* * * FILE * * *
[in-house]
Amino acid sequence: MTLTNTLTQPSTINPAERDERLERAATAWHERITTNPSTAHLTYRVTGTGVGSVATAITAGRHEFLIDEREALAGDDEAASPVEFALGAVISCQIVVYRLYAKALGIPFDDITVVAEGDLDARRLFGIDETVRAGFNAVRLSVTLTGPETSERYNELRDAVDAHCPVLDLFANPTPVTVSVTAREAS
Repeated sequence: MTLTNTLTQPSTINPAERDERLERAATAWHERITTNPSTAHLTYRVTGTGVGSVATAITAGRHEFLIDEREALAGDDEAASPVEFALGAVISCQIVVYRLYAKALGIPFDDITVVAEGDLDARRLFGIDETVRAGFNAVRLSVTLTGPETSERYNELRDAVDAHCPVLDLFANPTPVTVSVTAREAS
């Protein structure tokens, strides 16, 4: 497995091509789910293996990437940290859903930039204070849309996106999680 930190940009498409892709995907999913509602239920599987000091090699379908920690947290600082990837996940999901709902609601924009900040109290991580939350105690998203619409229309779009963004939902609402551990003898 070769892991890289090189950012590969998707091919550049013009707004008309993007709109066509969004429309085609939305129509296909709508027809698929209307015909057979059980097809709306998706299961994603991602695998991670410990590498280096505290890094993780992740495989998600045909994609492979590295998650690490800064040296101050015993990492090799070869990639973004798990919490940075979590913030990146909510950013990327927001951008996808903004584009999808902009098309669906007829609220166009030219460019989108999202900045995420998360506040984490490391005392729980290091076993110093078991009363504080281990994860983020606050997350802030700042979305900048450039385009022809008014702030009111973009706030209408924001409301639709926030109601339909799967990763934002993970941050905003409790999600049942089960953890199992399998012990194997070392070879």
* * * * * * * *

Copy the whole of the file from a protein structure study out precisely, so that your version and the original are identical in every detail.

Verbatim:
[in-house]
Amino acid sequence: MTLTNTLTQPSTINPAERDERLERAATAWHERITTNPSTAHLTYRVTGTGVGSVATAITAGRHEFLIDEREALAGDDEAASPVEFALGAVISCQIVVYRLYAKALGIPFDDITVVAEGDLDARRLFGIDETVRAGFNAVRLSVTLTGPETSERYNELRDAVDAHCPVLDLFANPTPVTVSVTAREAS
Repeated sequence: MTLTNTLTQPSTINPAERDERLERAATAWHERITTNPSTAHLTYRVTGTGVGSVATAITAGRHEFLIDEREALAGDDEAASPVEFALGAVISCQIVVYRLYAKALGIPFDDITVVAEGDLDARRLFGIDETVRAGFNAVRLSVTLTGPETSERYNELRDAVDAHCPVLDLFANPTPVTVSVTAREAS
């Protein structure tokens, strides 16, 4: 497995091509789910293996990437940290859903930039204070849309996106999680 930190940009498409892709995907999913509602239920599987000091090699379908920690947290600082990837996940999901709902609601924009900040109290991580939350105690998203619409229309779009963004939902609402551990003898 070769892991890289090189950012590969998707091919550049013009707004008309993007709109066509969004429309085609939305129509296909709508027809698929209307015909057979059980097809709306998706299961994603991602695998991670410990590498280096505290890094993780992740495989998600045909994609492979590295998650690490800064040296101050015993990492090799070869990639973004798990919490940075979590913030990146909510950013990327927001951008996808903004584009999808902009098309669906007829609220166009030219460019989108999202900045995420998360506040984490490391005392729980290091076993110093078991009363504080281990994860983020606050997350802030700042979305900048450039385009022809008014702030009111973009706030209408924001409301639709926030109601339909799967990763934002993970941050905003409790999600049942089960953890199992399998012990194997070392070879």